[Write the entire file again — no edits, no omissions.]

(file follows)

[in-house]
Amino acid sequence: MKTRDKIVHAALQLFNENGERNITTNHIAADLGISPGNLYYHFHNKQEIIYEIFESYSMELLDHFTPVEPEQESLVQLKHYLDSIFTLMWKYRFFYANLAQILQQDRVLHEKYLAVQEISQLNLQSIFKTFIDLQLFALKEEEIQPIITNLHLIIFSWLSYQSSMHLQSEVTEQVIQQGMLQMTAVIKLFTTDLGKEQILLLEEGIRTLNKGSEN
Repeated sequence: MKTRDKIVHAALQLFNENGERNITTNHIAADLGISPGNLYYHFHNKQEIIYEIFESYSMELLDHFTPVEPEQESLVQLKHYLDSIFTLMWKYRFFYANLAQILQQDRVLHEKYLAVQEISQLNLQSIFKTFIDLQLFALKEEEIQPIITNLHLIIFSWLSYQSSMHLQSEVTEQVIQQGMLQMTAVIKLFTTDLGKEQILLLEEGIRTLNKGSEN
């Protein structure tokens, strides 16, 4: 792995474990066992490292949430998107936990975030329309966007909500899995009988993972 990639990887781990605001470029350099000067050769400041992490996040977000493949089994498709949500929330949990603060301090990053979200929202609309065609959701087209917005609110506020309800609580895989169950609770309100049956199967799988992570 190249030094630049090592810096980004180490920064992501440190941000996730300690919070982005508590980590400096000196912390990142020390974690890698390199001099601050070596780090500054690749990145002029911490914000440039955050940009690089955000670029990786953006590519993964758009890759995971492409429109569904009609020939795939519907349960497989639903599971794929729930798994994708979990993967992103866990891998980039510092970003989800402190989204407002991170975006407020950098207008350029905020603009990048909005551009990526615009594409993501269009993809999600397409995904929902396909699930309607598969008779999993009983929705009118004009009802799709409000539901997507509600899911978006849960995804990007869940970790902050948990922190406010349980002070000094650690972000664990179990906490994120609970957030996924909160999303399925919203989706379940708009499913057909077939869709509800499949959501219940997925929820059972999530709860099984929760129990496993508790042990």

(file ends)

[in-house]
Amino acid sequence: MKTRDKIVHAALQLFNENGERNITTNHIAADLGISPGNLYYHFHNKQEIIYEIFESYSMELLDHFTPVEPEQESLVQLKHYLDSIFTLMWKYRFFYANLAQILQQDRVLHEKYLAVQEISQLNLQSIFKTFIDLQLFALKEEEIQPIITNLHLIIFSWLSYQSSMHLQSEVTEQVIQQGMLQMTAVIKLFTTDLGKEQILLLEEGIRTLNKGSEN
Repeated sequence: MKTRDKIVHAALQLFNENGERNITTNHIAADLGISPGNLYYHFHNKQEIIYEIFESYSMELLDHFTPVEPEQESLVQLKHYLDSIFTLMWKYRFFYANLAQILQQDRVLHEKYLAVQEISQLNLQSIFKTFIDLQLFALKEEEIQPIITNLHLIIFSWLSYQSSMHLQSEVTEQVIQQGMLQMTAVIKLFTTDLGKEQILLLEEGIRTLNKGSEN
């Protein structure tokens, strides 16, 4: 792995474990066992490292949430998107936990975030329309966007909500899995009988993972 990639990887781990605001470029350099000067050769400041992490996040977000493949089994498709949500929330949990603060301090990053979200929202609309065609959701087209917005609110506020309800609580895989169950609770309100049956199967799988992570 190249030094630049090592810096980004180490920064992501440190941000996730300690919070982005508590980590400096000196912390990142020390974690890698390199001099601050070596780090500054690749990145002029911490914000440039955050940009690089955000670029990786953006590519993964758009890759995971492409429109569904009609020939795939519907349960497989639903599971794929729930798994994708979990993967992103866990891998980039510092970003989800402190989204407002991170975006407020950098207008350029905020603009990048909005551009990526615009594409993501269009993809999600397409995904929902396909699930309607598969008779999993009983929705009118004009009802799709409000539901997507509600899911978006849960995804990007869940970790902050948990922190406010349980002070000094650690972000664990179990906490994120609970957030996924909160999303399925919203989706379940708009499913057909077939869709509800499949959501219940997925929820059972999530709860099984929760129990496993508790042990």